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You turn to Democracy Now! for ad-free news you can trust. Maybe you come for our daily headlines. Maybe you come for in-depth stories that expose government and corporate abuses of power. Today Democracy Now! is celebrating our 23rd birthday. For over two decades, we've produced our daily news hour without ads, government funding or corporate underwriting. How is this possible? Only with your support. Right now, in honor of Democracy Now!'s birthday, every donation we receive will be tripled by a generous supporter. This means if you give $30 today, Democracy Now! will get $90 to support our daily news hour. Please do your part. It takes just a couple of minutes to make sure that Democracy Now! is there for you and everybody else. Thank you! -Amy Goodman
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Libyan leader Col. Muammar Gaddafi is vowing to fight on even though NATO-backed forces have seized control of much of Tripoli, including Gaddafi’s main compound. But in a defiant message to supporters, Gaddafi vowed last night “martyrdom” or victory, and urged loyalists to fight the rebels. Gaddafi’s whereabouts remain unknown and his powerful sons unaccounted for despite rebel claims that the sons had been seized. United Nations Libyan envoy Ibrahim Dabbashi praised the rebel advances.
Ibrahim Dabbashi, Libyan U.N. envoy: “The regime of Gaddafi has already fallen. It doesn’t exist since the last two days, because none of the Gaddafi regime institutions was working during the last days. It is only a few high officials who are escaping from place to another inside Tripoli, and they are struggling to keep themselves safe.”
While supporters of the rebels have held celebrations across Libya, many analysts say the fighting could continue for weeks or months. Many questions remain unanswered about who controls Libya’s vast arms depots.
Additional evidence is coming to light about how NATO troops played a key role in the rebel offensive. The Associated Press reports covert teams from France, Britain and some eastern European states provided critical assistance. Foreign military advisers on the ground provided key real-time intelligence to the rebels, enabling them to maximize their limited firepower. One U.S. official said the Qatari military led the way, augmented later by French, Italian and British military advisers. Armed U.S. Predator drones also helped to clear a path for the rebels to advance.
New York Attorney General Eric Schneiderman has been kicked off a 50-state task force negotiating a possible settlement with the nation’s largest mortgage companies. The move came just one day after the New York Times reported that the Obama administration was pressuring Schneiderman to agree to a broad state settlement with banks over questionable foreclosure tactics. The federal settlement has been widely criticized because it would insulate the nation’s largest banks, including Bank of America, Citigroup, JPMorgan Chase and Wells Fargo, from all criminal investigations in exchange for civil fines. Schneiderman, who is leading his own investigation into the mortgage industry, has said that he opposes any deal that gives participating banks a release from other litigation surrounding their mortgage activities.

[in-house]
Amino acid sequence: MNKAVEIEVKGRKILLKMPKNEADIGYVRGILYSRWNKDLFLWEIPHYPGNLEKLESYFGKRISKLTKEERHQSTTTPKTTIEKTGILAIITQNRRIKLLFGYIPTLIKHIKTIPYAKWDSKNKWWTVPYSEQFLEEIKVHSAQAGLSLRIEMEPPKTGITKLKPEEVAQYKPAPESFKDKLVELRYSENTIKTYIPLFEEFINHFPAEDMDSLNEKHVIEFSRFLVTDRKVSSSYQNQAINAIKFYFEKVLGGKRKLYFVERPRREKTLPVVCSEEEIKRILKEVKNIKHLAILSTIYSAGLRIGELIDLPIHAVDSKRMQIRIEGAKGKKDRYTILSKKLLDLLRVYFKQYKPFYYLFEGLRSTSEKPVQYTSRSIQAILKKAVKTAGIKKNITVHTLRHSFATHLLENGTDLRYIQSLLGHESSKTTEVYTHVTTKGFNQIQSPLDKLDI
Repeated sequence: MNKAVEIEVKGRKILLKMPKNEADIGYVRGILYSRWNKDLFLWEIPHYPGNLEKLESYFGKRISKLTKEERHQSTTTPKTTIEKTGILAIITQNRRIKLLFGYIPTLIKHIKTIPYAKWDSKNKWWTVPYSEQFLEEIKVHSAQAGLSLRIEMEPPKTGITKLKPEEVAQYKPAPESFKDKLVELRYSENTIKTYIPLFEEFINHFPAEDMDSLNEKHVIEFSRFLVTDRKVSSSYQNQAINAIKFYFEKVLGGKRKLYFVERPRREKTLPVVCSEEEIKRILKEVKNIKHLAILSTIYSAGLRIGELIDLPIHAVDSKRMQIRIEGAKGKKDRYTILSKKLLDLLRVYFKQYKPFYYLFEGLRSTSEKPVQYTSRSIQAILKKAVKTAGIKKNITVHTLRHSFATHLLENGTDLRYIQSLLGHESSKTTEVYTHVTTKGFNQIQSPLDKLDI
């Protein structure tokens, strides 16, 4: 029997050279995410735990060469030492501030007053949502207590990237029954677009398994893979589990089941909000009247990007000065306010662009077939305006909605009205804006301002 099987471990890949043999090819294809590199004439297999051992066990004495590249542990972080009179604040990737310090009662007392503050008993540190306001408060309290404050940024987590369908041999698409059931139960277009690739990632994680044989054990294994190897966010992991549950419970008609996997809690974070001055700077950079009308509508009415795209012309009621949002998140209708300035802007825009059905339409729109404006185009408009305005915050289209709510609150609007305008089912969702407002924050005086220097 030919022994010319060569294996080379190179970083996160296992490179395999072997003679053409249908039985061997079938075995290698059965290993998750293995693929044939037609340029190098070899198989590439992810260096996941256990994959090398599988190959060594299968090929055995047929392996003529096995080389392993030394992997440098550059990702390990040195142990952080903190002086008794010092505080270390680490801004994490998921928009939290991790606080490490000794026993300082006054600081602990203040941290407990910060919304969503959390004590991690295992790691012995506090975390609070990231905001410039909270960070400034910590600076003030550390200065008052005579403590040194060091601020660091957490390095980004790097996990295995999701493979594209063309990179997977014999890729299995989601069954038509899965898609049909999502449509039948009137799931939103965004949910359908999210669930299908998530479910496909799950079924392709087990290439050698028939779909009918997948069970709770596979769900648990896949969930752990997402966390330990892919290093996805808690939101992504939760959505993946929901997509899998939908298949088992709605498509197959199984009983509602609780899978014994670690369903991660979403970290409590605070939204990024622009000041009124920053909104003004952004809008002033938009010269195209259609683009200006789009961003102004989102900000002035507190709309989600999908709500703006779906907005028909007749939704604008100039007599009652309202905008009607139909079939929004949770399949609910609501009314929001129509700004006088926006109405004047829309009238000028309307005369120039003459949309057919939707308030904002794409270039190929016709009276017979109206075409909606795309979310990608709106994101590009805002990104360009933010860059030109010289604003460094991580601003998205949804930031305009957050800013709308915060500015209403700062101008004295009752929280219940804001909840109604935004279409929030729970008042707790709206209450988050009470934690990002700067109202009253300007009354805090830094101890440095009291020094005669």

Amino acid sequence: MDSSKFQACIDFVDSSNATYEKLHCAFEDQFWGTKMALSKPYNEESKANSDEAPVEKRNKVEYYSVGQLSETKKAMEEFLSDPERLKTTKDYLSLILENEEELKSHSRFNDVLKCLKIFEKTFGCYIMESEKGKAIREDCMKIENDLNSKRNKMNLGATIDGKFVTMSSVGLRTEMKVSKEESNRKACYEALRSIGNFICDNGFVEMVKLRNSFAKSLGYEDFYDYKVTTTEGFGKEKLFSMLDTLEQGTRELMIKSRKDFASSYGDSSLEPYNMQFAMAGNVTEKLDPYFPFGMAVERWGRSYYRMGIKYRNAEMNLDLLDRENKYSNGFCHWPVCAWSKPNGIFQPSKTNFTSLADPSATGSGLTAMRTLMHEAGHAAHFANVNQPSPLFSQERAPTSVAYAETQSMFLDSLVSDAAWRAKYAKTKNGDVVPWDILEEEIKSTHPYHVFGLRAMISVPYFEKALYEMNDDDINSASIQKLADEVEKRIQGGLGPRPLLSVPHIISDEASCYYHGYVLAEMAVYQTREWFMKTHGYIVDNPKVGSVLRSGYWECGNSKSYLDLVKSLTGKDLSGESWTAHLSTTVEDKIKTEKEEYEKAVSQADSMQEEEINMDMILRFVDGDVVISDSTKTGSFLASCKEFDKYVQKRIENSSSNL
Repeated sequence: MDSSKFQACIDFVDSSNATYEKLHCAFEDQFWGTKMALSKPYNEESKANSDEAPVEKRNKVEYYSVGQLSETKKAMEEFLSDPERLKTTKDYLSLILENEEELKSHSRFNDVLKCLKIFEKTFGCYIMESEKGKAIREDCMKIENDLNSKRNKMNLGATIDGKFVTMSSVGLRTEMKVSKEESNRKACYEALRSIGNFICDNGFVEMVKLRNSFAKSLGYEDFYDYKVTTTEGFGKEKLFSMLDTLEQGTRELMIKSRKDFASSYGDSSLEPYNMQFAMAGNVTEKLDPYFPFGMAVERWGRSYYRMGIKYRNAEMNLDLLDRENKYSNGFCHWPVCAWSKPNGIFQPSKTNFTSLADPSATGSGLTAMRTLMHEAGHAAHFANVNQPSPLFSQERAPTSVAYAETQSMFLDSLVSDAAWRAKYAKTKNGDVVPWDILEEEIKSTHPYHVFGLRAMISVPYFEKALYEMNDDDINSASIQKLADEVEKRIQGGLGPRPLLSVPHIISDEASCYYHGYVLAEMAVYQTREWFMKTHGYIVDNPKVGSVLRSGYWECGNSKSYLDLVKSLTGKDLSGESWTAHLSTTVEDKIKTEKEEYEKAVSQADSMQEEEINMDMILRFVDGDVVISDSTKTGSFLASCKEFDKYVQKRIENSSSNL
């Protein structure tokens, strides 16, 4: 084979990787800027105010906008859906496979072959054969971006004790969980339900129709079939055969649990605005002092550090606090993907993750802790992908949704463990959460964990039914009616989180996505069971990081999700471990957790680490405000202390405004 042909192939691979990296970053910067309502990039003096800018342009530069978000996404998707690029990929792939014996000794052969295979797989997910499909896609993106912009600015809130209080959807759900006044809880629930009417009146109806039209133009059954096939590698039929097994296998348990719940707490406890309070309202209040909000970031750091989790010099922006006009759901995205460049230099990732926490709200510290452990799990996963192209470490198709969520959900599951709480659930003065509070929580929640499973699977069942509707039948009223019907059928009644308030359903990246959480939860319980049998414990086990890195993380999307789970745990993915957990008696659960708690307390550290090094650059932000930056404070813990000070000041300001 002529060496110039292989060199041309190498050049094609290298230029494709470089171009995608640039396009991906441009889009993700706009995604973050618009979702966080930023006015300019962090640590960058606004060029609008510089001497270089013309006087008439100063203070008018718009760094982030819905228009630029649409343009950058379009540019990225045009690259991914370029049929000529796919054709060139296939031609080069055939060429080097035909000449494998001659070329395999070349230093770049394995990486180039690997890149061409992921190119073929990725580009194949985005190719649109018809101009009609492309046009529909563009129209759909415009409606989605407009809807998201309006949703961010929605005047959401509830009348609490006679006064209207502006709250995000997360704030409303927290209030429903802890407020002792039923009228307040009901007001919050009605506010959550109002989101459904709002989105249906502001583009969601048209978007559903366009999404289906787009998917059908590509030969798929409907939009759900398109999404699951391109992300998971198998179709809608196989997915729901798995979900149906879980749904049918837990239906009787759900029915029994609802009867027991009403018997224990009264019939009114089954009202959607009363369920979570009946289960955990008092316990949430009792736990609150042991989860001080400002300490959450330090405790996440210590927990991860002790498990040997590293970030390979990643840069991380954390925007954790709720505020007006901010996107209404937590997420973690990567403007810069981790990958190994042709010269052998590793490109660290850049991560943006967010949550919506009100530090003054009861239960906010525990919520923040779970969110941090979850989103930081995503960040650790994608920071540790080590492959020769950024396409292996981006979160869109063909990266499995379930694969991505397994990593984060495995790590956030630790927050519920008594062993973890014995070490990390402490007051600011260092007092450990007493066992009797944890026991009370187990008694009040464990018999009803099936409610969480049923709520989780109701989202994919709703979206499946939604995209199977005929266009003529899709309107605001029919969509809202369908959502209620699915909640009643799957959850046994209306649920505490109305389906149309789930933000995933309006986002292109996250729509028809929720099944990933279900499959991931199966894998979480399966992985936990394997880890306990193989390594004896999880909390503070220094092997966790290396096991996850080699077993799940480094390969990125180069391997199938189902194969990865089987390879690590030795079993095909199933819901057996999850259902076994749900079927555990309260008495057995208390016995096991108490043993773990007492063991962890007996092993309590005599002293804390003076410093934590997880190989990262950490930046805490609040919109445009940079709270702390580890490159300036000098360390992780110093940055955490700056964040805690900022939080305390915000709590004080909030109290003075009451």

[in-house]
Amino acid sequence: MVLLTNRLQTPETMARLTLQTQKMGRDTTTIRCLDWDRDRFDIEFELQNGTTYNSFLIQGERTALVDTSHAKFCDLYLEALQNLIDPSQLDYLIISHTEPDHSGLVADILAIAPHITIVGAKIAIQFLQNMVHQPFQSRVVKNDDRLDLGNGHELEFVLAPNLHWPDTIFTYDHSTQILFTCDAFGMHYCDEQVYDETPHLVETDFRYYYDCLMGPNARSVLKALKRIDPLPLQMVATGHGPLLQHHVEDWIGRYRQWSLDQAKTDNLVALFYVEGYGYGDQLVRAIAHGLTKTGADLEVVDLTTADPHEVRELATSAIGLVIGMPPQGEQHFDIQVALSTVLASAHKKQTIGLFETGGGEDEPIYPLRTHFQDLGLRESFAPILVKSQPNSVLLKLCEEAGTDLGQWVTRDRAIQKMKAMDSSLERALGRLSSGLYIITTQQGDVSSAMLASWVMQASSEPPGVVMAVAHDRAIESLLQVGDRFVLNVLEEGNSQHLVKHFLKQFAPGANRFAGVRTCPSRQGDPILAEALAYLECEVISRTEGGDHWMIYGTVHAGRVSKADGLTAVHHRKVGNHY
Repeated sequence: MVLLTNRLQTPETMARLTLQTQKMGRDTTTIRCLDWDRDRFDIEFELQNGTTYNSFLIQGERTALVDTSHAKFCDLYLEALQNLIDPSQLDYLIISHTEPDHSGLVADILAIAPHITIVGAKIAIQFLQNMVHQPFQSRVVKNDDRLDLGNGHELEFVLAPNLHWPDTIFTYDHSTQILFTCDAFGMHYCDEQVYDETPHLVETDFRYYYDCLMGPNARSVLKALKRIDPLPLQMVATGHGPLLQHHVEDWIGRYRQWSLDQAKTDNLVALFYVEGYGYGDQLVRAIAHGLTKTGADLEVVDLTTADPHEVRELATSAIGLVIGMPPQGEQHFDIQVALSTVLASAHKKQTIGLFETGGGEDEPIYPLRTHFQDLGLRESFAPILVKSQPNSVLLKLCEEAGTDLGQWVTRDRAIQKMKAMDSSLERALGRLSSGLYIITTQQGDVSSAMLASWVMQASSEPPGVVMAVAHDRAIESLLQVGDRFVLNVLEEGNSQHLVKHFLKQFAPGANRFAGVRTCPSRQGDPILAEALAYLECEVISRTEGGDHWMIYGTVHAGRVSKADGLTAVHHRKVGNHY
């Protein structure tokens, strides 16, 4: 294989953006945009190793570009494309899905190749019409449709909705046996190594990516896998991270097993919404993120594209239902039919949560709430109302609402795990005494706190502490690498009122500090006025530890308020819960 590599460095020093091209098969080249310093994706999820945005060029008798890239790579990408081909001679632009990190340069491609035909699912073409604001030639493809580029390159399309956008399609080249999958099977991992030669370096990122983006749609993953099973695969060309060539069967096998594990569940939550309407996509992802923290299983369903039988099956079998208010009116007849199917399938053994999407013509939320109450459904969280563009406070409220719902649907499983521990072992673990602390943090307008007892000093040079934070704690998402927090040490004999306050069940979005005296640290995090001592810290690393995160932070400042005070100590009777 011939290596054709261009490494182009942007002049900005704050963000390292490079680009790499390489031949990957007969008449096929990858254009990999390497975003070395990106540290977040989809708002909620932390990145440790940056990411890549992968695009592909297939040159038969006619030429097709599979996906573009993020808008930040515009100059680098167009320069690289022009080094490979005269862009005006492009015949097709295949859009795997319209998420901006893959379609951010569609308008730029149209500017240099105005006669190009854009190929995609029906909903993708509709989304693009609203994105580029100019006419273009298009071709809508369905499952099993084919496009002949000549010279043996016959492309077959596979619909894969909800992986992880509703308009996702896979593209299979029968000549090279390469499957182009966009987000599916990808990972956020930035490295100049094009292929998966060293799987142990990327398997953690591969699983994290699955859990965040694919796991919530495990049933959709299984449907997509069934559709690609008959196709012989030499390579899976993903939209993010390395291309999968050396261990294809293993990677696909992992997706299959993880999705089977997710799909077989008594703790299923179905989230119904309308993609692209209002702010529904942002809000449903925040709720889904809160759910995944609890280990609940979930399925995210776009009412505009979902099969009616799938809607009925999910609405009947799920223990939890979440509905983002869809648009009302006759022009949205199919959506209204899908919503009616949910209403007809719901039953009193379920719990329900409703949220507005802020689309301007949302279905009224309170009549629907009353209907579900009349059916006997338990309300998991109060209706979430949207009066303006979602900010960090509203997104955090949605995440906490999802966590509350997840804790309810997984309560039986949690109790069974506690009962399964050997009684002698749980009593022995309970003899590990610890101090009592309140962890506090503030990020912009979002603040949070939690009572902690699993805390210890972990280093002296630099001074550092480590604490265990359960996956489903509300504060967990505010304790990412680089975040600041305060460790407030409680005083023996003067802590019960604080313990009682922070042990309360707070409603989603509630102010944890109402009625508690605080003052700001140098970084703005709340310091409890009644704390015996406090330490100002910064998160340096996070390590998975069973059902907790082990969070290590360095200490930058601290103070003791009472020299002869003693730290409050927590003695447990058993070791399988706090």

New York State Supreme Court Justice Michael Obus dismissed all charges against former IMF Chief Dominique Strauss-Kahn at the request of prosecutors on Tuesday. Strauss-Kahn was arrested in May on allegations of sexually assaulting a hotel maid in New York. The charges were dropped even though forensic tests found unambiguous evidence of a sexual encounter between Strauss-Kahn and the woman, Nafissatou Diallo, an immigrant from the African nation of Guinea. After the court hearing, Strauss-Kahn’s lawyer praised the decision.
Benjamin Brafman, attorney for Dominique Strauss-Kahn: “You can engage in inappropriate behavior, perhaps, but that is much different than a crime, and this case was treated as a crime when it was not. And finally, I’d like to say this, and I’d like to say it publicly, and I say it proudly. Today is an extraordinary day, and it’s an extraordinary event to have a district attorney stand up in a public courtroom and dismiss an indictment, concluding that the complaining witness is not worthy of belief. I’ve practiced in this city for 35 years. I don’t think I’ve ever seen that post-indictment. So I give Cy Vance a great deal of credit.”
Nafissatou Diallo’s attorney Kenneth Thompson told reporters that prosecutors would have pushed ahead with the case if the defendant had not been such a powerful and famous person.
Kenneth Thompson, attorney for Naffistaou Diallo: “District Attorney Vance has abandoned an innocent woman and has denied an innocent woman a right to get justice in a rape case. And by doing so, he has also abandoned other women who will be raped in the future or sexually assaulted.”
The District Attorney’s press conference was cut short when a 5.8-magnitude earthquake shook the room in New York City, causing reporters to flee out of the building.
The epicenter of the 5.8-magnitude earthquake was in Virginia, but it shook much of the East Coast from Georgia to Canada. Scientists said it was the largest quake on the East Coast since World War II. No serious injuries were reported, but cracks appeared in the Washington Monument and the National Cathedral. The epicenter of the earthquake was located just 10 miles from a nuclear power plant that has lacked seismographs since the 1990s. The North Anna Power Station lost off-site power and was using diesel generators to maintain cooling operations at its two nuclear reactors following the quake. The facility, which was built on a fault line, is only designed to withstand an earthquake up to a magnitude of 6.1. Yesterday’s quake registered a 5.8. All of the plant’s seismographs were removed in the 1990s due to budget cuts. Federal officials said a total of six nuclear plants from North Carolina to Michigan are under increased scrutiny after the earthquake. Meanwhile, earthquakes have also been reported in Colorado and California over the past 24 hours.